Preparing to study abroad is a whirlwind of chaos and excitement. Nearly every day in the last month before departure is dedicated to getting ready for your time abroad. Advisors, parents, fellow students, and hundreds of buzzfeed articles give you advice on what to pack, see, eat, avoid and all else to ensure you are fully equipped to be far away from home. While it may feel like there is nothing else that could possibly need to know before getting on the plane and jetting off on adventure, there is one small thing that is nearly impossible to prepare for. Coming home.
After spending a semester or two in what once was a strange, unknown place, it suddenly does not feel so. It is comfortable. It is normal. It feels like home. But it’s not. There is a quiet awareness that the place truly known as “home” is still there waiting with open, welcoming arms. Ignoring this fact is an option, but not a good one. The fleeting time in this new world should be acknowledged with honesty, not denial. Each day feels like a perfectly packaged gift sitting on the door step waiting to be unwrapped. It is often said that we should live each day like it’s our last. This suddenly does not sound so cliche. September 3rd in this new city should be treated as though it is the last September 3rd.
While cherishing each day is vital, it does not diminish the panic that sets in a month or two before the time comes to an end. One day you wake up and you realize it. It is impossible to pinpoint when everything changes, but it is clear when it does. Perhaps it is when new friends start saying they are going to miss you. It could be when excited family posts a picture of you with the number of days until departure. Maybe it’s when full load of groceries turn into limited essentials, because there is no need to refill. It will be obvious when it happens and life will be different.
There is no right way to feel about coming home. Typically because there is not just one feeling A million emotions make an appearance during the last days abroad. The big players are fear, excitement, and sadness. Oddly enough, almost the exact same feelings experienced before heading off on this adventure abroad. In a way, it is not going back to where and who you are before, but preparing to leap into yet another unknown.
Upon arrival, the differences begin to reveal themselves. The abundance of English speakers is at first refreshing, but soon becomes overwhelming. Now there is no need to brace for a conversation in a different language when approaching the customs desk. While driving home from the airport, it can feel like being a puppy on its way to a new home: nervous, confused, and uncertain about what lays ahead. While looking around at the new surroundings trying to convince yourself that this is home now. It has been so long since seeing American architecture, highway designs, and now slowly entering the familiar nook of your hometown. These places that were once all that was known, seem distant and unfamiliar. Then comes the first night, laying in bed and mentally reliving the time in what was a new home, which was certainly a dream, because you were definitely sleeping in this bed just yesterday.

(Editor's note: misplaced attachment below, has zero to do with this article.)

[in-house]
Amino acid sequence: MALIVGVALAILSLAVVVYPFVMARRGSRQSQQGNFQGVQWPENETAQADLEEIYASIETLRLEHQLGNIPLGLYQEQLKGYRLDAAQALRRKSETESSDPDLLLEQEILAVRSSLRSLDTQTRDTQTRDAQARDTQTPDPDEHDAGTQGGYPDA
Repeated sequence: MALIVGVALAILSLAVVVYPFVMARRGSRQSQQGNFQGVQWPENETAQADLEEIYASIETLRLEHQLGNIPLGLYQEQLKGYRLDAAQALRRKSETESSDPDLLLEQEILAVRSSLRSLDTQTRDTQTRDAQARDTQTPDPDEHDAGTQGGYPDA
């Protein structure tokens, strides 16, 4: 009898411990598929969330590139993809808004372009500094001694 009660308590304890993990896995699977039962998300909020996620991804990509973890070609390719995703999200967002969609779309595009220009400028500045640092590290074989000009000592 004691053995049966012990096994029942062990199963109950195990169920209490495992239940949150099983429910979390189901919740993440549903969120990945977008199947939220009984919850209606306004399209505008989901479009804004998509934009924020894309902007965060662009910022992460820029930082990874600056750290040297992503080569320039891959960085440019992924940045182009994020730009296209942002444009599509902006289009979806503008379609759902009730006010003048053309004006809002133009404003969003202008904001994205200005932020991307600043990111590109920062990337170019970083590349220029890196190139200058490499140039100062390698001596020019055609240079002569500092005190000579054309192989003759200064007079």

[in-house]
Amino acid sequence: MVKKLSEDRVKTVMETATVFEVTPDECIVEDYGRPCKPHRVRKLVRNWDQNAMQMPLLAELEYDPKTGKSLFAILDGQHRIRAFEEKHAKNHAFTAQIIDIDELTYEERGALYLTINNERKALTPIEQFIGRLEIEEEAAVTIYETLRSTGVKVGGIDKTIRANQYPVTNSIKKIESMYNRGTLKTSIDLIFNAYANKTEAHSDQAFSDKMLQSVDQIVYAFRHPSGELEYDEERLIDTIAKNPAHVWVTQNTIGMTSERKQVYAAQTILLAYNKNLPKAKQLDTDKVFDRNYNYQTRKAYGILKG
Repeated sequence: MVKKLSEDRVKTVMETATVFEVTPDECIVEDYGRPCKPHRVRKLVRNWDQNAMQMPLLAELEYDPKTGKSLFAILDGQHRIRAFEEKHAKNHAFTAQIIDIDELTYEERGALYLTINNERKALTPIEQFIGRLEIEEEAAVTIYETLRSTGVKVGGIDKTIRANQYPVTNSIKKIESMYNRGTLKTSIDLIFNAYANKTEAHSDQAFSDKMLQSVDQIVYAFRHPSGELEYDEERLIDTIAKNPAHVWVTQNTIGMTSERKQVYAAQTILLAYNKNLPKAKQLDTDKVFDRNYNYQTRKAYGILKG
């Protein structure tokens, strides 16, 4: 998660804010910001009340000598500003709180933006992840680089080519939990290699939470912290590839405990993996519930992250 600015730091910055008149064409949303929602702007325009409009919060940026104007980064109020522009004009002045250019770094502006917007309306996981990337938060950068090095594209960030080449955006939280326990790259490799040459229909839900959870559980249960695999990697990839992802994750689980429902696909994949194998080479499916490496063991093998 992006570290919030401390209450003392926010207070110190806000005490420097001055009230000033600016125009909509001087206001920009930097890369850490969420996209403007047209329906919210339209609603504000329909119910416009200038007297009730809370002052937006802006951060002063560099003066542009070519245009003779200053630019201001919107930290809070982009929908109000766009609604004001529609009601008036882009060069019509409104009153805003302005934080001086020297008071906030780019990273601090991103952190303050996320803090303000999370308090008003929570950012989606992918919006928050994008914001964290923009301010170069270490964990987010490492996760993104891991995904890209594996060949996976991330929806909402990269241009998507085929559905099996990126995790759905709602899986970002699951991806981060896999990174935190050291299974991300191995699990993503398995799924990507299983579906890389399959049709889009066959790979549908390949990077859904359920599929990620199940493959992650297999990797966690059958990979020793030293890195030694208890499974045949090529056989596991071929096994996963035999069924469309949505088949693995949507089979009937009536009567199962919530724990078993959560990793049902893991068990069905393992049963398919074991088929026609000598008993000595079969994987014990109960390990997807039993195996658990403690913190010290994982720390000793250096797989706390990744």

The first days, and weeks even, are exciting and nostalgic. Finally you get to eat that comfort food which was so missed. Reuniting with the ones you missed makes the transition bearable. Friends and family are eager to hear about the time abroad and everything experience. Going through pictures and videos gives you one more chance to relive the thrills and share the wild stories that go with each image. As months begin to pass, people become less interested in the snippets of information about your adopted culture. This was expected and you even try to avoid bringing it up so as not to seem like a broken record. This is where it can get a bit uncomfortable. The truth is, this cultural influence is now a part of who you are. It is not something that can be turned on and off.
The feeling of not fitting in is something all too familiar for those who have lived in a different culture. After spending a decent amount of time fighting to understand the new surrounding and social queues, it’s truly a skill acquired. It is simply not expected to have to do this in the place which was once called home. There are parts of your native culture that you were blissfully unaware of, but now find obvious and curious. It is normal to do or say things and wondering what the point is or why it happened. It can feel uncomfortable and even wrong to hear and see certain things that would not have been acceptable in the other, temporary culture. Suddenly, you’re a foreigner in your own home.
But that’s just it. Home has a new meaning. Home is no longer the place you came from, but it is also not where you have been. You are floating in limbo with nowhere comfortable to to take your shoes off. While this realization is first and foremost extremely terrifying and excruciatingly frustrating, it is not worth being concerned about. I read something beautiful while researching the experiences of others upon coming home:
“It’s surreal to have the realisation you no longer belong to a place, but know this: you don’t have to. You belong with yourself. And you will belong with you, always.”
Having a place that fits you like your favorite sweater certainly feels safe and secure but at what cost? Comfort is limiting. While it can be challenging to come back to the place you thought you knew and being proved wrong is troubling, but that is why we study and live abroad. Living in a different culture gives you a new pair of glasses to see your own in. It allows you to understand that just because you were raised a certain way, does not be it is the right and only way to live.
Written by Alyse Carbonell, senior communications major at Grand Valley State University. Alyse studied abroad at the University of Oslo in Oslo Norway for the academic year of 2015-2016.